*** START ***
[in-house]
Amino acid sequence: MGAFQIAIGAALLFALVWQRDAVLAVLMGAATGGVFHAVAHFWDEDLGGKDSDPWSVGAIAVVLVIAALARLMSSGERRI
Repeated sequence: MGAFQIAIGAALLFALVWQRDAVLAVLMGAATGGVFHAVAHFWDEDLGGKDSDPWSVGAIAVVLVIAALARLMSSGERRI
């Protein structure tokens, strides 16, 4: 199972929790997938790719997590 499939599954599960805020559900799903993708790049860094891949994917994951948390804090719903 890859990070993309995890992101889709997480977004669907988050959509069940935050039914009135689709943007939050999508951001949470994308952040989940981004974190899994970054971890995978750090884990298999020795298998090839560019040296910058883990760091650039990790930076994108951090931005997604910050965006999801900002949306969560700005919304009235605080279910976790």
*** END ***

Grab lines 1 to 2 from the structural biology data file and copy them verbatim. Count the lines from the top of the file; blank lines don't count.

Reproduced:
[in-house]
Amino acid sequence: MGAFQIAIGAALLFALVWQRDAVLAVLMGAATGGVFHAVAHFWDEDLGGKDSDPWSVGAIAVVLVIAALARLMSSGERRI